There are many agile methodology examples to choose from that build the type of collaborative culture Scrums need to succeed. You might use:

  • Daily standups
  • Communication channels that facilitate conversation
  • Collaborative working spaces
  • Software and tools that improve visibility by logging team progress and notifying users of updates and alerts
  • A dedicated Scrum Master that ensures team coordination and alignment with organizational objectives

Without these practices, your agile team members could work to their own priorities or timelines, decreasing productivity, causing delays, and reducing value.

5. Seek customer feedback

Unlike the traditional waterfall approach, agile project management incorporates client and end-user input throughout development. Taking this approach, you’ll improve your team’s agility in the face of changing customer needs and an evolving marketplace.

Collaborate with clients to generate:

  • User stories
  • Ideal features and functionality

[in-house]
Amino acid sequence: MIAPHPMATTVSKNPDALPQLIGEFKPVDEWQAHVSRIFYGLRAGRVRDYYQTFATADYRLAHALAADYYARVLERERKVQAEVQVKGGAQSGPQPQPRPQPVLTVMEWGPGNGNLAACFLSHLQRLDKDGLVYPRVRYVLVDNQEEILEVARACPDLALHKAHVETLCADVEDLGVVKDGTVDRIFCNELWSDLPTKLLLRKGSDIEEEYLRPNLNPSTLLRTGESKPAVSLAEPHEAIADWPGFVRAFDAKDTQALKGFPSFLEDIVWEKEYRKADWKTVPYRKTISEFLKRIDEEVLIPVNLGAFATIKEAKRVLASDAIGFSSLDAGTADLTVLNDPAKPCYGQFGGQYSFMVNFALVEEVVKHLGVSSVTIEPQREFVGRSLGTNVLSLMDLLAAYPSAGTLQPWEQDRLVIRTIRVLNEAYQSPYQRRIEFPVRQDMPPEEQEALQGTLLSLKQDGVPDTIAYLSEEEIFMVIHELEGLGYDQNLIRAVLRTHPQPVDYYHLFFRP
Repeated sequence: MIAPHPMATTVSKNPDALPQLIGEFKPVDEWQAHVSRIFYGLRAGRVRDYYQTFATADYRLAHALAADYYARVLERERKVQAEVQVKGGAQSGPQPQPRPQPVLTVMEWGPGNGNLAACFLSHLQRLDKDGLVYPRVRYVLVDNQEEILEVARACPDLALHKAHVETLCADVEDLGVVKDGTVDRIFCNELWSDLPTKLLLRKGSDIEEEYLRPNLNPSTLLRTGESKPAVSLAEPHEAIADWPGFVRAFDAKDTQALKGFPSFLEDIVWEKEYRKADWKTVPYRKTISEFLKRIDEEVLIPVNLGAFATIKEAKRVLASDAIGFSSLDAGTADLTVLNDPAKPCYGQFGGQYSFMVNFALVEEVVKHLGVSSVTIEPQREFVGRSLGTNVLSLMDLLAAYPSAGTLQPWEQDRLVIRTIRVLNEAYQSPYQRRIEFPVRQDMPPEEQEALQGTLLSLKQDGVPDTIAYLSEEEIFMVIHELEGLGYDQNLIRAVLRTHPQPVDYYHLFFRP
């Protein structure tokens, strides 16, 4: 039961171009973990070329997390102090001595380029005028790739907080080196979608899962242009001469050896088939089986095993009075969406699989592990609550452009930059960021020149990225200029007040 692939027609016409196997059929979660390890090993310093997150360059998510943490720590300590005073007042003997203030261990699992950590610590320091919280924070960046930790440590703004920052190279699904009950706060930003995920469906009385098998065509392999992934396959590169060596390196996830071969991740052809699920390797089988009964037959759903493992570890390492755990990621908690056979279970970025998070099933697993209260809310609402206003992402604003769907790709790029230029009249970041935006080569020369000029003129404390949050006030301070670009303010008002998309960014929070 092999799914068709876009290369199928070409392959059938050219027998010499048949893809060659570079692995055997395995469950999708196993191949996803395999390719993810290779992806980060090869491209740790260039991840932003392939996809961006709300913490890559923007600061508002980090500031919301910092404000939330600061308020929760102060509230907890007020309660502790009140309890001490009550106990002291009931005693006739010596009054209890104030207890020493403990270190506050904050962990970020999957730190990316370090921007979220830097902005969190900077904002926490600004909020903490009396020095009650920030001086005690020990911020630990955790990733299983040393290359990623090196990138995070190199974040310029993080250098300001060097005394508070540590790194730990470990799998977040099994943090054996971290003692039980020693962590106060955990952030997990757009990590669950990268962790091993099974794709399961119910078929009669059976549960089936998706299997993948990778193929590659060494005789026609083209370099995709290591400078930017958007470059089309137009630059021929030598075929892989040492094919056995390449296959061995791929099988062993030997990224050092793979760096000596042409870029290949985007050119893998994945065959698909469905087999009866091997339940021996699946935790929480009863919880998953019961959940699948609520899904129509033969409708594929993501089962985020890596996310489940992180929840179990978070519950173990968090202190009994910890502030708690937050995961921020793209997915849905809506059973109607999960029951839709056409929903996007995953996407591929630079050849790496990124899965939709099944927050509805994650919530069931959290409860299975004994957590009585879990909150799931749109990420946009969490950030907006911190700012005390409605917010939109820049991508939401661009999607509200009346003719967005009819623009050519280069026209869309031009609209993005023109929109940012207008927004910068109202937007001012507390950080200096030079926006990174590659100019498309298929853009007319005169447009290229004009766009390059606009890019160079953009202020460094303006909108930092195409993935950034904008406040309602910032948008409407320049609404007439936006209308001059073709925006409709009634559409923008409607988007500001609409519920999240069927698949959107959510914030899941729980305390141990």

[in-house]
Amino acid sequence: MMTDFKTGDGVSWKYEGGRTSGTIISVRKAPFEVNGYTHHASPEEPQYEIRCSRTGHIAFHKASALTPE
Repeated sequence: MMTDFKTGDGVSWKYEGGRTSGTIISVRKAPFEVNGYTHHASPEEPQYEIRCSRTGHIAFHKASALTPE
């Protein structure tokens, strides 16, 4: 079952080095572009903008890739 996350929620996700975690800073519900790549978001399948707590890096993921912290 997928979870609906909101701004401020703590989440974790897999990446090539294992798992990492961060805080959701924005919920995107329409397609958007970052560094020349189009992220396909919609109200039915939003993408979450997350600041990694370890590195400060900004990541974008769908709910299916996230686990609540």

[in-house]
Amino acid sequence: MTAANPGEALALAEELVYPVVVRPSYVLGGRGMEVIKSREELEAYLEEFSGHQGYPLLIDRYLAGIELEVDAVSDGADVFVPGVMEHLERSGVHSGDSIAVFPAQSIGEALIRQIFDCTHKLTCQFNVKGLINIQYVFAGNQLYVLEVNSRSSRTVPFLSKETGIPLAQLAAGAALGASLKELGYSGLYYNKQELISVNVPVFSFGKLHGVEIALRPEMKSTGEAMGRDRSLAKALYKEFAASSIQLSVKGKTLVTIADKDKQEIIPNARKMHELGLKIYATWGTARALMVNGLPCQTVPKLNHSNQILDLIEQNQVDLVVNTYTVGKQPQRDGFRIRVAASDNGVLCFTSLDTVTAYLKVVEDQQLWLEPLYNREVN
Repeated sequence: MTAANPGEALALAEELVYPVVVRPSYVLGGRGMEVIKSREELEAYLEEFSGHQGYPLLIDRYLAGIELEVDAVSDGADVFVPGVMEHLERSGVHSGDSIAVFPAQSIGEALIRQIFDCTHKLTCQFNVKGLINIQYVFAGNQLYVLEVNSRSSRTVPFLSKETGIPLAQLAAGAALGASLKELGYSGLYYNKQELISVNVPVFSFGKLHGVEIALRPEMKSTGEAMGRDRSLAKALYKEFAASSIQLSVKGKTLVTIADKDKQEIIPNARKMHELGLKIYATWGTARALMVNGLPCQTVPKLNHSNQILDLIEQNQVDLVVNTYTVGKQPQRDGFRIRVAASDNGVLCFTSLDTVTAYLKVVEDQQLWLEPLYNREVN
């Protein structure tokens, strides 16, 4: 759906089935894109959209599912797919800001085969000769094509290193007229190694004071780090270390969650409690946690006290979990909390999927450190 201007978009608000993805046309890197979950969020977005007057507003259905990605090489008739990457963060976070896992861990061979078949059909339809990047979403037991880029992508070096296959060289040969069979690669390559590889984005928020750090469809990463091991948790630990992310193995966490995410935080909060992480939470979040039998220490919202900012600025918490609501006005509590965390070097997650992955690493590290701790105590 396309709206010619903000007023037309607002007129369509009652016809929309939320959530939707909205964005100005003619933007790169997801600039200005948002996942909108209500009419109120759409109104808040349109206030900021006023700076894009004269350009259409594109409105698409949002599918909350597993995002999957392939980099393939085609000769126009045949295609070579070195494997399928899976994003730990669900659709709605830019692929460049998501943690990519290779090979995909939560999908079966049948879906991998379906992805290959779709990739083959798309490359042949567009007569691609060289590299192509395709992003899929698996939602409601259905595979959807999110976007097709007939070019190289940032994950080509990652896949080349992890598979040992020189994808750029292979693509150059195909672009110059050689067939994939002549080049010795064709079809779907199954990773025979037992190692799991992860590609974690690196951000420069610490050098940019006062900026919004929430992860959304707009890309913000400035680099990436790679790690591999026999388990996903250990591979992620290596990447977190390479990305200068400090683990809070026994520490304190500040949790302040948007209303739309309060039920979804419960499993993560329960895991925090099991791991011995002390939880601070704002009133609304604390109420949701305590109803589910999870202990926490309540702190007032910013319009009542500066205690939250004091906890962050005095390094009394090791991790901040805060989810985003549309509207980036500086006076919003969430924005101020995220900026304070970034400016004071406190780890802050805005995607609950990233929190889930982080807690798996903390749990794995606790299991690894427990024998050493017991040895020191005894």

• Backlog approval
  • Sprint priorities
  • Wireframes
  • Feedback on the effectiveness of each sprint release

By centering their needs, your teams will drive greater customer value, living up to the first principle of the agile manifesto: satisfying the customer.

6. Prioritize retrospectives

A crucial part of continuous improvement, sprint retrospectives allow the team to look back and evaluate their performance in a judgment-free environment.

Skipping retrospectives means your team could miss out on improvements and innovations while reinforcing bad habits that drag down productivity. Instead, devote time to reviewing and documenting what went well, what could have gone better, and lessons learned so you can improve your process for the next sprint iteration.

Ready to get agile?

Tempo is here to assist your Agile at Scale transformation with its sophisticated roster of tools and applications. Use Roadmunk to create stunning visual project roadmaps to bolster sprint planning. Then, try Timesheets to track team member hours and availability. Both apps integrate seamlessly with JIRA to provide a complete solution to your agile technology needs.